A Concord attorney has been accused by her peers of major professional misbehavior, from embezzling thousands of dollars of her clients’ money to forging dismissals of traffic charges.
Kia Narissa Scott goes before the disciplinary committee of the North Carolina State Bar next month to answer the accusations against her.
Investigators with the legal group have accused Scott of a series of financial irregularities dating back to 2010. According to records in the case, Scott is cooperating with the bar probe. In 2012, the group went to Wake County Superior Court to block her from accepting or handling any money from clients.
According to the complaint, Scott, who was admitted to the bar in 2007, routinely and improperly moved clients’ money between three office accounts, then diverting it for personal or professional use. At times, Scott used one client’s money to pay court costs, fines and fees for other clients whose money she had already exhausted.
In September 2011, a $4,000 check written for a client to CMC Northeast bounced because Scott had diverted the client’s money to other uses, the bar said.
In another example, Scott was hired by a minister accused of embezzlement who wanted to keep his license. The minister made a $3,000 downpayment on Scott’s $4,000 bill, then gave her more than $15,000 to hold in trust for future restitution payments.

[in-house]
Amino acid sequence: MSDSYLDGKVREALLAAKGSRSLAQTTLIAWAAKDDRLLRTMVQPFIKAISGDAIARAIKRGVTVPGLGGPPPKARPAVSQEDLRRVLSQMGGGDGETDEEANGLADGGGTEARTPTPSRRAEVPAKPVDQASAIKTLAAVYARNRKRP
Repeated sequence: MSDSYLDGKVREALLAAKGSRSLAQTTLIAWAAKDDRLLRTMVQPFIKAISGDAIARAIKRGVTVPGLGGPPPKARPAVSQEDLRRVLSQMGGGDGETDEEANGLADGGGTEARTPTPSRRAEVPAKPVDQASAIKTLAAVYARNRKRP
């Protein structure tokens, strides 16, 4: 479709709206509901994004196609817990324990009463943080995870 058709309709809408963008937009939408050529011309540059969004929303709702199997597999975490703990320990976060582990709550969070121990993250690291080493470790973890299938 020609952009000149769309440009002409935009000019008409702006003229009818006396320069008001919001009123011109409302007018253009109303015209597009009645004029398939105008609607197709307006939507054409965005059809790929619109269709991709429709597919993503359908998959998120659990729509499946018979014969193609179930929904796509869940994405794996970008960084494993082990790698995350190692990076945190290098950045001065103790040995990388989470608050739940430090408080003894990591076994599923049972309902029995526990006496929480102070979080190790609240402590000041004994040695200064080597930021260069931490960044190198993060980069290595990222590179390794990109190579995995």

Instead, the bar says, Scott transferred the money to her operating accounts.
As a result, the bar has accused Scott of embezzlement and engaging in acts of “dishonesty, fraud, deceit.”
Perhaps the most unusual accusation against her has little to do with money.
According to the bar, on Oct. 19, 2012, Scott appeared in Cabarrus County traffic court in behalf of 10 clients. But she arrived after Assistant District Attorney Jennifer Hancock had completed her plea bargains with defense attorneys. Hancock told Scott she could go to the district attorney’s office and discuss her cases with another prosecutor.
Instead, Scott left the courtroom with the clients’ official case files. When she returned 10 minutes later, the bar says, the files included hand-written notations including “VD,” short for “voluntarily dismissed,” or “IE,” short for ‘improper equipment.”
According to the bar, Scott gave the court the impression that prosecutors had agreed to charge her clients with a lesser offense or to drop the charges entirely. She told Hancock another prosecutor had signed off on the dismissals and plea bargains.
Instead, the bar says, Scott made the notations herself, actions “that reflects adversely on her honesty, trustworthiness or fitness as a lawyer.”
She later pleaded guilty to a misdemeanor count of common law obstruction of justice.
Scott faces bar punishments ranging from censure to the loss of her law license. Her hearing is scheduled for March 27 and 28 in Raleigh.
Scott could not be reached for comment Wednesday. Her office telephone number had been disconnected.